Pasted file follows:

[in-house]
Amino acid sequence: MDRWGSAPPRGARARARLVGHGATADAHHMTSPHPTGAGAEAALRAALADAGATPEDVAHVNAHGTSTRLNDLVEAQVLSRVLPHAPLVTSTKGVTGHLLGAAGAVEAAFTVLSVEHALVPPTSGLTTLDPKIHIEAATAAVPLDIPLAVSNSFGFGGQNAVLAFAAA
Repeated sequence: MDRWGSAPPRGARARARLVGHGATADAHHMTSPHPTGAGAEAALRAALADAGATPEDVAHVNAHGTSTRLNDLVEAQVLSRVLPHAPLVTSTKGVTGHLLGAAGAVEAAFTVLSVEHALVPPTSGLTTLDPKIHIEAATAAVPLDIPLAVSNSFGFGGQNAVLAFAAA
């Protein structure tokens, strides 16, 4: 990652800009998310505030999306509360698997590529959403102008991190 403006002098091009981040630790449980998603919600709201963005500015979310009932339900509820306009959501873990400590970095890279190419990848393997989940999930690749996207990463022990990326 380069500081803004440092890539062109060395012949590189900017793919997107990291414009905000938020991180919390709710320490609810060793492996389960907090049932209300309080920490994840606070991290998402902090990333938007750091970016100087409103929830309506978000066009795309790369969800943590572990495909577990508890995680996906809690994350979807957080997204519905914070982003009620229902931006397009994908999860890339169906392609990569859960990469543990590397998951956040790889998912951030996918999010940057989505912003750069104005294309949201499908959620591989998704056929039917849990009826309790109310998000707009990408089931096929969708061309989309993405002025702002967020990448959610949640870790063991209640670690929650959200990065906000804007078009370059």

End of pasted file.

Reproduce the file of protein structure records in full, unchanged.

[in-house]
Amino acid sequence: MDRWGSAPPRGARARARLVGHGATADAHHMTSPHPTGAGAEAALRAALADAGATPEDVAHVNAHGTSTRLNDLVEAQVLSRVLPHAPLVTSTKGVTGHLLGAAGAVEAAFTVLSVEHALVPPTSGLTTLDPKIHIEAATAAVPLDIPLAVSNSFGFGGQNAVLAFAAA
Repeated sequence: MDRWGSAPPRGARARARLVGHGATADAHHMTSPHPTGAGAEAALRAALADAGATPEDVAHVNAHGTSTRLNDLVEAQVLSRVLPHAPLVTSTKGVTGHLLGAAGAVEAAFTVLSVEHALVPPTSGLTTLDPKIHIEAATAAVPLDIPLAVSNSFGFGGQNAVLAFAAA
């Protein structure tokens, strides 16, 4: 990652800009998310505030999306509360698997590529959403102008991190 403006002098091009981040630790449980998603919600709201963005500015979310009932339900509820306009959501873990400590970095890279190419990848393997989940999930690749996207990463022990990326 380069500081803004440092890539062109060395012949590189900017793919997107990291414009905000938020991180919390709710320490609810060793492996389960907090049932209300309080920490994840606070991290998402902090990333938007750091970016100087409103929830309506978000066009795309790369969800943590572990495909577990508890995680996906809690994350979807957080997204519905914070982003009620229902931006397009994908999860890339169906392609990569859960990469543990590397998951956040790889998912951030996918999010940057989505912003750069104005294309949201499908959620591989998704056929039917849990009826309790109310998000707009990408089931096929969708061309989309993405002025702002967020990448959610949640870790063991209640670690929650959200990065906000804007078009370059």